9. I fail to see how this will help with account sharing like you mentioned. When I was still playing WoW, we had at least one or two people playing someone else's character on each raid night, even if only for a special encounter or two.

    Now if it is only a randomly generated number for which you carry the generator around, I can easily call my guildmate and ask for the current key, can't I? The only solution would be a hardware dongle, and those are a pain in the ass anyways. :P

  10. "Something visual and not password related and cannot be hacked."

    Sure it can.

    Good keyloggers would simply write in a command that takes a snapshot of your screen every .x seconds after submitting your password. They could crack the Blizzard encoding of your packets and simply read what picture you sent (this one is a little far-fetched as the encoding is very well done actually).

    That is the great thing about these little keyfobs. The numbers are randomized and the algorithm is complex enough that to crack it would take so many man hours that it wouldn't be feasible from a monetary perspective. As long as you have the fob your account is pretty damn safe.

    It won't be the death of keyloggers, as until they are mandatory many people won't want the "hassle" of typing in an extra number to log in. It will make a huge difference though for those of us who are worried about account security, and this is clearly a step in the right direction by Blizzard.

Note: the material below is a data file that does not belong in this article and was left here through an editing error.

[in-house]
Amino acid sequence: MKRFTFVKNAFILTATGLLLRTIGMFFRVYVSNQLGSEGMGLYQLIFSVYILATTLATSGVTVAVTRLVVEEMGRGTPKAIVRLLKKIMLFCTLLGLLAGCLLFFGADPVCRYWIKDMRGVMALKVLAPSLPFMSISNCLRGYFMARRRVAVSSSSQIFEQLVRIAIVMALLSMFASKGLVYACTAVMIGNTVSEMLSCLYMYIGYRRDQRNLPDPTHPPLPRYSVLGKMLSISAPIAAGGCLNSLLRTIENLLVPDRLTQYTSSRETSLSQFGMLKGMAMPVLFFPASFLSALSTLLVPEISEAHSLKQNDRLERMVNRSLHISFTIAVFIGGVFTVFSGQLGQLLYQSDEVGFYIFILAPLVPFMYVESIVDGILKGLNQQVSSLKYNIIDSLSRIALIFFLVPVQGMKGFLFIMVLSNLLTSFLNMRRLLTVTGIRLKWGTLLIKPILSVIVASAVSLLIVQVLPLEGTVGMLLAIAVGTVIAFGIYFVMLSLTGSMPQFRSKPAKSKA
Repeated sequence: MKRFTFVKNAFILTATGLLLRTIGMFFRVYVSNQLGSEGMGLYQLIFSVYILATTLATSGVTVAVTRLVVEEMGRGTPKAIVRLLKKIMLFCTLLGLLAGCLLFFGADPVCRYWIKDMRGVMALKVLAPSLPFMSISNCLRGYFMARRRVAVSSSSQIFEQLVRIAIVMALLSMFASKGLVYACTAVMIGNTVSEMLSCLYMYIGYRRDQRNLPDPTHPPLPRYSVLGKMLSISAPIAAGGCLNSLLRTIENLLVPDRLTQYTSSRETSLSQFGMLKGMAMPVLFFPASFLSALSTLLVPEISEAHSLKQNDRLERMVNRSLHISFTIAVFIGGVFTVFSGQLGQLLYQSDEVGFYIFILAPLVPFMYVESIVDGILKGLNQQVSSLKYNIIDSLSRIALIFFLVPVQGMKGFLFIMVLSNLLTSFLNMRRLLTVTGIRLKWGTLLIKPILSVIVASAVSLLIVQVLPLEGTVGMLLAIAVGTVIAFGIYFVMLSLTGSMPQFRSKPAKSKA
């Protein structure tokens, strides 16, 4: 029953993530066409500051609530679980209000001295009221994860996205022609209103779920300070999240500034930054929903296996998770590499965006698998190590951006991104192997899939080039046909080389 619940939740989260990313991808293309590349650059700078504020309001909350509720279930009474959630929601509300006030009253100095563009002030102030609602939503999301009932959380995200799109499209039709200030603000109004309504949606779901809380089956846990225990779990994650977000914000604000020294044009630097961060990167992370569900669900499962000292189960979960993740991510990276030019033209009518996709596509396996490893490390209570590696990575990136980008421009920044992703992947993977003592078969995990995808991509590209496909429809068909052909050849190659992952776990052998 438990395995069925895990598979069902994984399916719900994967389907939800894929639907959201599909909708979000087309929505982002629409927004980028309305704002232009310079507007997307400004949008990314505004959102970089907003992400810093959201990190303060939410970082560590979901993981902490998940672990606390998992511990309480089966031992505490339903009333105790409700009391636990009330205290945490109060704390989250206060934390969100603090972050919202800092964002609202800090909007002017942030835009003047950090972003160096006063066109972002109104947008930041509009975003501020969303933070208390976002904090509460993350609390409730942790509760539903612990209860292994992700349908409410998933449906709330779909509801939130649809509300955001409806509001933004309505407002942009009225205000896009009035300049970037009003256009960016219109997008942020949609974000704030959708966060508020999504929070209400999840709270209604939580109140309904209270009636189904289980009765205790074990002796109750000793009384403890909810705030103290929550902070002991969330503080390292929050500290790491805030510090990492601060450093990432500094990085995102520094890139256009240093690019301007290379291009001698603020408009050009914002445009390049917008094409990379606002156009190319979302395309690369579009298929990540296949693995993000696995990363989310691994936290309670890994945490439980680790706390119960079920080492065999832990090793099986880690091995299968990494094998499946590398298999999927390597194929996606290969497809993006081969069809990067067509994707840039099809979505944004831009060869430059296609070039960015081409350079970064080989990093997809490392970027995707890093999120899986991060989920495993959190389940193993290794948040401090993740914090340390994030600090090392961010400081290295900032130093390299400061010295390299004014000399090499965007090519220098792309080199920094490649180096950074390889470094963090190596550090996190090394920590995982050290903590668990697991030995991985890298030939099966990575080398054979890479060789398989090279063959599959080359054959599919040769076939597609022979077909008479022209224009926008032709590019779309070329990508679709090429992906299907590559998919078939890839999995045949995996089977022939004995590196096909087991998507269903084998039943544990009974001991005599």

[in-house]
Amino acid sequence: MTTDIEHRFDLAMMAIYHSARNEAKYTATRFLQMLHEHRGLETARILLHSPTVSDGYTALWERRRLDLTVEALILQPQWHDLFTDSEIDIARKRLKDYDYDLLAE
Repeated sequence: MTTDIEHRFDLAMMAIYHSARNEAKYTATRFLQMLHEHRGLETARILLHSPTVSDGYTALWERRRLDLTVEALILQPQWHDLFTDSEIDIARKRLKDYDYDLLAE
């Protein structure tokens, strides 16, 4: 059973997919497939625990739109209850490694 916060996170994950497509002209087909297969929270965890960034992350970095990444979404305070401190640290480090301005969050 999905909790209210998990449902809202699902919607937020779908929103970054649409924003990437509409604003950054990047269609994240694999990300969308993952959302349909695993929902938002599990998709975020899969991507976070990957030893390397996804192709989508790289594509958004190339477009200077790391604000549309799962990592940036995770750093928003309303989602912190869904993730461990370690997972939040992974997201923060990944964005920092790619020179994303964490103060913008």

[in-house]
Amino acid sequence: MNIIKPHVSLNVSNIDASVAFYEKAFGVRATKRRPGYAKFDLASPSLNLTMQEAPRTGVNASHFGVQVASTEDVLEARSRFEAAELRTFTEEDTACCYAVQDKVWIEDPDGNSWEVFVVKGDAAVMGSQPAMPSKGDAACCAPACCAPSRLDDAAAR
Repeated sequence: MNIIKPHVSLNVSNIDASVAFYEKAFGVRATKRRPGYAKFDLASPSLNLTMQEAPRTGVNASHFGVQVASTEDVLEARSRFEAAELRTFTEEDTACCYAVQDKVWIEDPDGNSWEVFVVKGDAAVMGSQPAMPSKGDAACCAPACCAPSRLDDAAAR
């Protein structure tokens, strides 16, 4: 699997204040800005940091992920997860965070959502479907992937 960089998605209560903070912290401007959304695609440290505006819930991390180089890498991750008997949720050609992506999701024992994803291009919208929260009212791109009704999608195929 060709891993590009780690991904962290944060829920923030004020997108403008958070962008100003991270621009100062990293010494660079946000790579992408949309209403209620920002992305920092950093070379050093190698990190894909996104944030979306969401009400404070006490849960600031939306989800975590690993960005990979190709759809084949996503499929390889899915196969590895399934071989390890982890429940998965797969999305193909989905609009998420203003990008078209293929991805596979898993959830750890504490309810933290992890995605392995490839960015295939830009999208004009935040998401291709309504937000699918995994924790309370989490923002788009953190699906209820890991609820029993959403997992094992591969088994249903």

My company already uses these for individuals that work remotely - if you dont have your token, you dont log into the company system. Very simple.

  12. Secure tokens are an amazing idea and definitely will eliminate the stolen account issues. I am debating getting one myself as I have one for work already.

    For those that are not familiar, when an account is enabled your password would disappear. In its place you would have a combination of a PIN and the six digit number that appears on the dongle. The number on the dongle changes every 60 seconds. If someone were able to steal the PIN, in 60 seconds it would do them no good.

  13. I feel dumb typing this, but I made a post on your rating requirements post (as anonymous), and I'd be delighted if you'd consider responding to it, and this is the only way I can think to call your attention to a comment made in an old post:

  14. Very interesting. These dongles are appearing much more frequently on secure sites and I think it is a very good idea to protect the months of work put into a character for just $6.50.